Parallel Bar Dip
What is the Parallel Bar Dip?
The Parallel Bar Dip, also known as the Tricep Dip, is a tricep exercises that also works the shoulders and chest. Because Parallel Bar Dips are a compound upper-body pushing exercise, they're a great tool to create more powerful arms. You can even perform a full upper-body workout using just the Parallel Bar Dip and the Pull Up.
The Parallel Bar Dip can be a challenging exercise for beginners. As such, there are pre-requisite movements to master before performing the Parallel Bar Dip. These include the Bar Support Hold, and the Negative Dip.
As the Parallel Bar Dip is a bodyweight movement, it's important to make regular adjustments and keep your body challenged. This will prevent plateauing and will result in improvements to your performance and physique.
Performing the Dip with rings is one example of making the exercise more challenging. Another is through the use of a dip belt to add extra weight.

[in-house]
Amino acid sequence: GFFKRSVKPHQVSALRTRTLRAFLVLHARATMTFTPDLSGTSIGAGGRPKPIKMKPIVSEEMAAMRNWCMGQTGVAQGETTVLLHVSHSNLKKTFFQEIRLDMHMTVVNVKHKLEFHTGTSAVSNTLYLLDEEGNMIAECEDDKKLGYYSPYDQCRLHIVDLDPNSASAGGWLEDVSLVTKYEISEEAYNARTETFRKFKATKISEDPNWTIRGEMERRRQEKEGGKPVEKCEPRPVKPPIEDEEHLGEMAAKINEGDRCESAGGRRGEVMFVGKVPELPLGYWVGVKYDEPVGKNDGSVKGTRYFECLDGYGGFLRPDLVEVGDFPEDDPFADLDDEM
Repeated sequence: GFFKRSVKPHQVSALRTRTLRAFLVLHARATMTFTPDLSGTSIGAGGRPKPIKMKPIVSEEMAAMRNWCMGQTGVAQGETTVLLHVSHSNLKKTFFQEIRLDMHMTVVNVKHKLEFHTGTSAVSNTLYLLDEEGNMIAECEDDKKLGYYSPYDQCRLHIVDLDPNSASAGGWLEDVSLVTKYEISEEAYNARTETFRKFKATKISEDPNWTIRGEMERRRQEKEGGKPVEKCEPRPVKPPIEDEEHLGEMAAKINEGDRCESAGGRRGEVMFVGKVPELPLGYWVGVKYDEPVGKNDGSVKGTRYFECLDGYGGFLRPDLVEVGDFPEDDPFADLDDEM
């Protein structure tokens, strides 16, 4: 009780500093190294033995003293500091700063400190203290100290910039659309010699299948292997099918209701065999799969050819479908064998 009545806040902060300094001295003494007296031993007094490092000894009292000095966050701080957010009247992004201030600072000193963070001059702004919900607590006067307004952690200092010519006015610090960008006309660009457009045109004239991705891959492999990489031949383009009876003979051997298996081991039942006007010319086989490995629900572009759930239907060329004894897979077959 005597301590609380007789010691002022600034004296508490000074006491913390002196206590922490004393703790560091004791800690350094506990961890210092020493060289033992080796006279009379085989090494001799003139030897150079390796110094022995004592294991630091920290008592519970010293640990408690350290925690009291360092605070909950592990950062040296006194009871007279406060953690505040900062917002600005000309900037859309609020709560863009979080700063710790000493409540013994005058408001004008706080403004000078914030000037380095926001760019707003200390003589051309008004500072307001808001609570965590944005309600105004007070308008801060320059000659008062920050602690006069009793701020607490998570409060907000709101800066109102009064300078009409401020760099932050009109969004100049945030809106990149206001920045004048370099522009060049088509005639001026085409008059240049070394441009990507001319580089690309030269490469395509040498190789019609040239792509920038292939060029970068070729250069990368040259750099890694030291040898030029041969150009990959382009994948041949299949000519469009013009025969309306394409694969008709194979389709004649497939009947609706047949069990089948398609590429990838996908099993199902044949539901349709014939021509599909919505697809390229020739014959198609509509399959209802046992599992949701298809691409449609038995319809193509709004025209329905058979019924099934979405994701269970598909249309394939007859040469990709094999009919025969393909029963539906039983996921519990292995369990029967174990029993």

One of the downsides to the Parallel Bar Dip is that they cannot be performed without a set of bars. Most calisthenics parks will have the parallel bars available, but you can also purchase a pair and perform them anywhere.
Parallel Bar Dip demonstration
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How to perform the Parallel Bar Dip
Begin the exercise in your Support Hold, with your arms locked out and your core engaged. As you begin to descend, tilt your body forward and bend your arms until they're parallel with the floor. If this position is comfortable for you, explore going a little lower to increase the range of motion. For some, depending on their shoulder mobility, bending the elbows 90deg may be the most suitable option.
At the bottom of the movement, push down on to the bar with your hands and, with control, bring yourself back to starting. Squeeze your triceps when at the top of the position.
When performing the eccentric (negative) portion of the exercise, ensure that you do so in a controlled manner. When performing the concentric portion of the exercise, ensure you don't jerk your chest up and bend your back.
You can explore different body angles when performing the dip. With your torso in an upright position, you place more emphasis on the triceps and less on the chest. And vice versa, leaning forward engages your chest more.